The MONAI research implementation shows straightforward implementations by using preprocessing modules such as the following:
It also uses network modules, such as
Convolution, and the layer factory to easily handle 2D or 3D inputs using the same module interface. The loss and metrics modules make the model training and evaluation simple. This implementation also includes a working example of training and validation pipelines.
This research demonstrates the following:
- A large model and input increase segmentation accuracy.
- The large input reduces inference time significantly. LAMP can be a useful tool for medical image analysis tasks, such as large image registration, detection, and neural architecture search.
This post highlights how deep learning research for medical imaging could be built with MONAI. Both research examples use the representative features from MONAI v0.2.0, which allows for fast prototyping of research ideas.
For more information about MONAI v0.2.0, see the following resources:
Authors Headshots & Bio
Guotai Wang is an Associate Professor at University of Electronic Science and Technology of China. He holds a Ph.D. in medical and biomedical imaging from University College London. His interests include medical image analysis, computer vision, and deep learning.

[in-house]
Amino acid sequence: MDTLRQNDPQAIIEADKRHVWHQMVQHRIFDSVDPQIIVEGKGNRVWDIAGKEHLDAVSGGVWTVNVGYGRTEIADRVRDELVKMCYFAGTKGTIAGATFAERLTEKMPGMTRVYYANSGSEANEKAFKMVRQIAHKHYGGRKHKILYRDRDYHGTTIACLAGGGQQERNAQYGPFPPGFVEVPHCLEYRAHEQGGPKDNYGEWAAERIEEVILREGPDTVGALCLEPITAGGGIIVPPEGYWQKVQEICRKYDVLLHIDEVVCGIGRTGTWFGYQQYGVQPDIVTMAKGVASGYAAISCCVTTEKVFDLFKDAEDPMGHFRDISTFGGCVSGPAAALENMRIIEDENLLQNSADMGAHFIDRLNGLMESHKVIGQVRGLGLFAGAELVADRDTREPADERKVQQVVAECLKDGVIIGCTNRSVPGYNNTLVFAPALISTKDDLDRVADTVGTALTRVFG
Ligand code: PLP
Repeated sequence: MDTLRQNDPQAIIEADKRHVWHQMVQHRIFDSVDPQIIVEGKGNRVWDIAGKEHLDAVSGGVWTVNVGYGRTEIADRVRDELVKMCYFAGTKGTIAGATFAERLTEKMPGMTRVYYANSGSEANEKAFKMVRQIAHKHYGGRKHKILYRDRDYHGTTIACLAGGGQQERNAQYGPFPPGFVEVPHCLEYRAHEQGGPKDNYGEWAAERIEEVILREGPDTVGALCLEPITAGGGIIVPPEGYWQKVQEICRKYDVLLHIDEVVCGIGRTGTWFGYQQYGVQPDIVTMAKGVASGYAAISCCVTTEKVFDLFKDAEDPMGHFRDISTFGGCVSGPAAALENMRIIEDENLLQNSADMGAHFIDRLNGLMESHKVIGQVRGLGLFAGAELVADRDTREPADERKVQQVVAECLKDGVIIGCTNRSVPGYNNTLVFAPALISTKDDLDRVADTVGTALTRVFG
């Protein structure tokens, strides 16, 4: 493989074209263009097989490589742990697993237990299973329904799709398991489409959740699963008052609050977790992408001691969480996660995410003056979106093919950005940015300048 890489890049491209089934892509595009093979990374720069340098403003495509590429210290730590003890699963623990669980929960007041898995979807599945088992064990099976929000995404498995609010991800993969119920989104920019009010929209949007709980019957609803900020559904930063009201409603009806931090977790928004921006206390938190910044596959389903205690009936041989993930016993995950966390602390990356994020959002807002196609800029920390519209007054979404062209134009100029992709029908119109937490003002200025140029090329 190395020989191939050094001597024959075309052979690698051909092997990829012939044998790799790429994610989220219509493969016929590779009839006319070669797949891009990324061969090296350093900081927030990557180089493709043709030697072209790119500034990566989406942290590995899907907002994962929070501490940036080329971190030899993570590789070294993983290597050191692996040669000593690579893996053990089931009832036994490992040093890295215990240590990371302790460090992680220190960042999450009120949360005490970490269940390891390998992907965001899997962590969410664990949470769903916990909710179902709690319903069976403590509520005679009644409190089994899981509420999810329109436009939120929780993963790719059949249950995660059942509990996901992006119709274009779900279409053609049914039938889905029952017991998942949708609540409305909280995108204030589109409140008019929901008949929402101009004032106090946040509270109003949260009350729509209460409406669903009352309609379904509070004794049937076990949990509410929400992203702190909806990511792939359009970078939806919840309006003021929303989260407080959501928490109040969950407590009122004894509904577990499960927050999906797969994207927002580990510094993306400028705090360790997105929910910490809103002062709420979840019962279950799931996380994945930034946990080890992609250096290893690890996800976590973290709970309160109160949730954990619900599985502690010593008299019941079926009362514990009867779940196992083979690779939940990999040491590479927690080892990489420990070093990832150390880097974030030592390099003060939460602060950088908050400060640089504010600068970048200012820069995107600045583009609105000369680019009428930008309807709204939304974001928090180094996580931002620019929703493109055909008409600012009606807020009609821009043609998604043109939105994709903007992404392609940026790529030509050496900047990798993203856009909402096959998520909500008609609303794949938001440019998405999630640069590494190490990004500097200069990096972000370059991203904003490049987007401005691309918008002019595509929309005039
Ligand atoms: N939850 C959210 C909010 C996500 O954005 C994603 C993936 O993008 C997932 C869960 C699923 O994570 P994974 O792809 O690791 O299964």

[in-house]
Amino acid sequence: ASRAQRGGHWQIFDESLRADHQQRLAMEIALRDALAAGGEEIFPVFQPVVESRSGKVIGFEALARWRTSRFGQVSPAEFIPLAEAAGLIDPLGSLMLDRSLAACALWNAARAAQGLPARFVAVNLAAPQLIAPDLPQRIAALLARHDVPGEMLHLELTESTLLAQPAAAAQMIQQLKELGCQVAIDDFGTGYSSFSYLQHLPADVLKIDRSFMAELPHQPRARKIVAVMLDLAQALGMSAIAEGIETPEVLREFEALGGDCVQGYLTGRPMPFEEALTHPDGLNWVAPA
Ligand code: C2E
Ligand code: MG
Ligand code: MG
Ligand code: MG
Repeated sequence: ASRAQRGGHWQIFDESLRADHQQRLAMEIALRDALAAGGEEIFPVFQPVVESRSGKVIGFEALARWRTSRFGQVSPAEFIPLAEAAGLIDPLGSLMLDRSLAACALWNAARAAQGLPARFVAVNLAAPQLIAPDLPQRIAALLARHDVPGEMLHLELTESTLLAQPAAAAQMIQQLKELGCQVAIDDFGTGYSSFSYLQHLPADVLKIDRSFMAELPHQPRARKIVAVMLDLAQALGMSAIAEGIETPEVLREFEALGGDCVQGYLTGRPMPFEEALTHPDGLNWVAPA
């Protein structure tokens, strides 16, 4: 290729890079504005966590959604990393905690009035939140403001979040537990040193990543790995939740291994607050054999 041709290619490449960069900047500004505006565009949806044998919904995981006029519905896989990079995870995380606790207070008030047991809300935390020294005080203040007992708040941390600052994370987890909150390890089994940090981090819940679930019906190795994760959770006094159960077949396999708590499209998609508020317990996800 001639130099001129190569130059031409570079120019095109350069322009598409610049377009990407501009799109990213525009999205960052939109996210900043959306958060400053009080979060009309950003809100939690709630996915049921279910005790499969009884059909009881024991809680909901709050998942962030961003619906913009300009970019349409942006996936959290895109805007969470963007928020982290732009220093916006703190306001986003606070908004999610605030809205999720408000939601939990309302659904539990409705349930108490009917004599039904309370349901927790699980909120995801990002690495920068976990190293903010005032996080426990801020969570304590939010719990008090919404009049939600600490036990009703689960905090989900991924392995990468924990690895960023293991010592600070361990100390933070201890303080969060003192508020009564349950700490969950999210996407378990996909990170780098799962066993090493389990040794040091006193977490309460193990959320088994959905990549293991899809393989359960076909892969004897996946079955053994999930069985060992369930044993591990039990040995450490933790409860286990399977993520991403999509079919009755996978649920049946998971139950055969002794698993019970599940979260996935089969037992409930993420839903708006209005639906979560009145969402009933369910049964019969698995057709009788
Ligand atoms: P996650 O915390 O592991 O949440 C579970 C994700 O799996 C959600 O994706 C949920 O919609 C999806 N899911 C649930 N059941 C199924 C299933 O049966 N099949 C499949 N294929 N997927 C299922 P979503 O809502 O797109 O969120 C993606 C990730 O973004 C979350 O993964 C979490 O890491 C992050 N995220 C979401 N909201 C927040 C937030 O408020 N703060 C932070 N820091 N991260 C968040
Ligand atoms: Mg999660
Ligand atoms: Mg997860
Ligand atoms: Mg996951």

Wenqi Li is a senior applied research scientist at NVIDIA, focusing on computer vision and machine learning techniques for medical image analysis. Wenqi received his Ph.D. in applied computing from The University of Dundee (Scotland, UK) in 2015.
Personal webpage: https://wyli1072.appspot.com/
Wentao Zhu joined NVIDIA as a research scientist in 2019. His research spans machine learning applications in healthcare and computer vision. In particular, he has spearheaded research in object detection, segmentation, image registration, action recognition, weakly supervised learning and detection, deep probabilistic graphical models.
Wentao received his B.Sc in Computational Mathematics from Shandong University in 2012, his M.Sc in Computer Science from Chinese Academy of Sciences in 2015 and his PhD in Computer Science from U.C. Irvine in 2019.
Personal Webpage: https://wentaozhu.github.io/